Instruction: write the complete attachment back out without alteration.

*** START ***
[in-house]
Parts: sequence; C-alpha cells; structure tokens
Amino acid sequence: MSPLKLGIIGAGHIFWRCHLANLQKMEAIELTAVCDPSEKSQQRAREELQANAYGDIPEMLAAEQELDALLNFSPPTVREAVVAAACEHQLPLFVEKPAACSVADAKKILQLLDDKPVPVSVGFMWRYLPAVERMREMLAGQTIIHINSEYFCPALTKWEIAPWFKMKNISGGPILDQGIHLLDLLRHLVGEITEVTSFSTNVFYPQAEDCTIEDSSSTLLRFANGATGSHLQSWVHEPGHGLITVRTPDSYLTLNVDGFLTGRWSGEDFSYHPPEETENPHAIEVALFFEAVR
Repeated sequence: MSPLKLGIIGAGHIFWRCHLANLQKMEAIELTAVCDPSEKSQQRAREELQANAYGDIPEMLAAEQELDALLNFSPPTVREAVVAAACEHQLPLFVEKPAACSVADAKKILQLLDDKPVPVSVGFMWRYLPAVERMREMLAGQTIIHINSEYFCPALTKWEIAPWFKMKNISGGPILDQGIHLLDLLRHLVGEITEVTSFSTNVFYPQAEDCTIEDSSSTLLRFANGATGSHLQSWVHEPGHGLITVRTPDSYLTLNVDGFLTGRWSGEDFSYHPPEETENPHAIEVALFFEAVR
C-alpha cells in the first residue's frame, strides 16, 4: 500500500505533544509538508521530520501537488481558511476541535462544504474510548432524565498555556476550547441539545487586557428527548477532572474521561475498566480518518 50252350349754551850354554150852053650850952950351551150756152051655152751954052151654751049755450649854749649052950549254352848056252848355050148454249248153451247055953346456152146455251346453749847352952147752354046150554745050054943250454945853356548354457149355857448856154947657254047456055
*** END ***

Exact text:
[in-house]
Parts: sequence; C-alpha cells; structure tokens
Amino acid sequence: MSPLKLGIIGAGHIFWRCHLANLQKMEAIELTAVCDPSEKSQQRAREELQANAYGDIPEMLAAEQELDALLNFSPPTVREAVVAAACEHQLPLFVEKPAACSVADAKKILQLLDDKPVPVSVGFMWRYLPAVERMREMLAGQTIIHINSEYFCPALTKWEIAPWFKMKNISGGPILDQGIHLLDLLRHLVGEITEVTSFSTNVFYPQAEDCTIEDSSSTLLRFANGATGSHLQSWVHEPGHGLITVRTPDSYLTLNVDGFLTGRWSGEDFSYHPPEETENPHAIEVALFFEAVR
Repeated sequence: MSPLKLGIIGAGHIFWRCHLANLQKMEAIELTAVCDPSEKSQQRAREELQANAYGDIPEMLAAEQELDALLNFSPPTVREAVVAAACEHQLPLFVEKPAACSVADAKKILQLLDDKPVPVSVGFMWRYLPAVERMREMLAGQTIIHINSEYFCPALTKWEIAPWFKMKNISGGPILDQGIHLLDLLRHLVGEITEVTSFSTNVFYPQAEDCTIEDSSSTLLRFANGATGSHLQSWVHEPGHGLITVRTPDSYLTLNVDGFLTGRWSGEDFSYHPPEETENPHAIEVALFFEAVR
C-alpha cells in the first residue's frame, strides 16, 4: 500500500505533544509538508521530520501537488481558511476541535462544504474510548432524565498555556476550547441539545487586557428527548477532572474521561475498566480518518 50252350349754551850354554150852053650850952950351551150756152051655152751954052151654751049755450649854749649052950549254352848056252848355050148454249248153451247055953346456152146455251346453749847352952147752354046150554745050054943250454945853356548354457149355857448856154947657254047456055